Per diem in Russia is normally set up by companies but in accordance with the legislation cannot be lower than 700 RUR for travel in Russia and 2500 RUR for travel outside of Russia. If employees pay for a hotel in cash or with a payment card, then they must keep the cash register receipt (kassovy check). The regulations governing the use of cash register by business entities allow certain taxpayers to produce handwritten receipts (kvitantsia) at a point of sale instead of printed cash register receipts. Handwritten receipts (kvitansia) usually contain the same information as cash register receipts and are treated as sufficient evidence of expense.

Per Diem Allowance

Generally a per diem allowance covers:

Russian tax regulations do not provide for any alternative to per diem method for reimbursing employee’s meal cost and incidental expenses. Meal costs and other incidental expenses cannot be treated as deductible expenses because they are already covered by per diem allowances.

Meals may be treated as deductible expenses only if they qualify as hospitality expenses. Companies are free to set their own per diem rates or maximum allowances that employees are reimbursed for expenses incurred while on business trip.

The portion of per diem allowance in excess of RUB 700 for travel in Russia and RUB 2,500 for travel outside Russia is deemed employee’s taxable income. The excess is treated as part of employee’s taxable gross income and must be withheld from his/her earnings![16]

Kenya Section 5(2)(a) of the Kenya Income Tax Act imposes tax on subsistence, travelling, entertainment or other allowances received by an employee in respect of employment or services rendered. However, where the Commissioner is satisfied that the amounts so received “solely represent reimbursement” to the employee, the same shall not be chargeable to tax.

“Per diem” refers to payments in respect of subsistence, travelling, entertainment and other allowances made by an employer to his employee while the employee is on official duties outside his usual station of work.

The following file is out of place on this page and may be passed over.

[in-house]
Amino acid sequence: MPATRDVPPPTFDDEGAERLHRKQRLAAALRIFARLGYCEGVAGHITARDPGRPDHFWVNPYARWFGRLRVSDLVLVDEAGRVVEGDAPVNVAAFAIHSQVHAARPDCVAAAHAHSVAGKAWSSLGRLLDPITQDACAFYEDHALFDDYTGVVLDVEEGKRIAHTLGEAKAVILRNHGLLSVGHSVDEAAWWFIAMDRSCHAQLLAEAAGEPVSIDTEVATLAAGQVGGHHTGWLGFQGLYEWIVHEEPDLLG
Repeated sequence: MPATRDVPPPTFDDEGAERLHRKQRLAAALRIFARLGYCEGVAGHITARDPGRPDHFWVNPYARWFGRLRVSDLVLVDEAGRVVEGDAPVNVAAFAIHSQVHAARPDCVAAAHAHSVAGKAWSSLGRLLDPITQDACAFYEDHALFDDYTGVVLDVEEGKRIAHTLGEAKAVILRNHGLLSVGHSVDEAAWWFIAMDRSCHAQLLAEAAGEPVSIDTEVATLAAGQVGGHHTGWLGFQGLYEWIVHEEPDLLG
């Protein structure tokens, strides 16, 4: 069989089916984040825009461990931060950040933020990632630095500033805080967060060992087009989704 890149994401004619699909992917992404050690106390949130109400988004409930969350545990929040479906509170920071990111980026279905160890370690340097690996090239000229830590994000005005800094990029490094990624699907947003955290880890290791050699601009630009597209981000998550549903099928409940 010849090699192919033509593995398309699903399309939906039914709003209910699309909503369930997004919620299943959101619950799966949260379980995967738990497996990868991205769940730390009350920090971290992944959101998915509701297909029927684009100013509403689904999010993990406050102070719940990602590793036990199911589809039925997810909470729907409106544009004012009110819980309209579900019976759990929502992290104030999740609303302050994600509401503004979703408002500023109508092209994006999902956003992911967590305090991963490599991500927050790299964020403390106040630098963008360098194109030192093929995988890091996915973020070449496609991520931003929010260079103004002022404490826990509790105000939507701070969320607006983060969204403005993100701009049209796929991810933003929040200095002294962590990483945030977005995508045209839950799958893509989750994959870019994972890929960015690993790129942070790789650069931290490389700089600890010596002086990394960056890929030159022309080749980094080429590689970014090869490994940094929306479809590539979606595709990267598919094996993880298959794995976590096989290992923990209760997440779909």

Where per diem solely represents reimbursement, a person shall furnish supporting evidence to the Commissioner, provided that where the amount does not exceed two thousand shillings per day, no such supporting evidence shall be required.

However, the organisation can seek the Commissioner’s opinion regarding the admissibility of any per diem scales (or any other rates) prior to or after payment, in which case, the per diem amount shall not be taxable on the employee.

The opinion shall be accompanied with factors that influence the per diem rate and justification for the rates used including: the cost of living in different geographical zones or localities within the country and overseas travel, where applicable.

United Nations Development Programme

A Daily Subsistence Allowance (DSA) comprises the UNDP's total contribution towards such charges as lodging, meals, gratuities, transport cost from place of lodging to the first place of official business, and vice versa, and other payments made for personal services rendered.

A DSA is applicable for UNDP staff members on authorized official travel and for non-staff members when their travel is organized and paid by UNDP. For non-staff members it is on the basis of the standards established for staff members, except where otherwise expressly provided in the terms of their contract.[17]

See also


This article is issued from Wikipedia - version of the 11/14/2016. The text is available under the Creative Commons Attribution/Share Alike but additional terms may apply for the media files.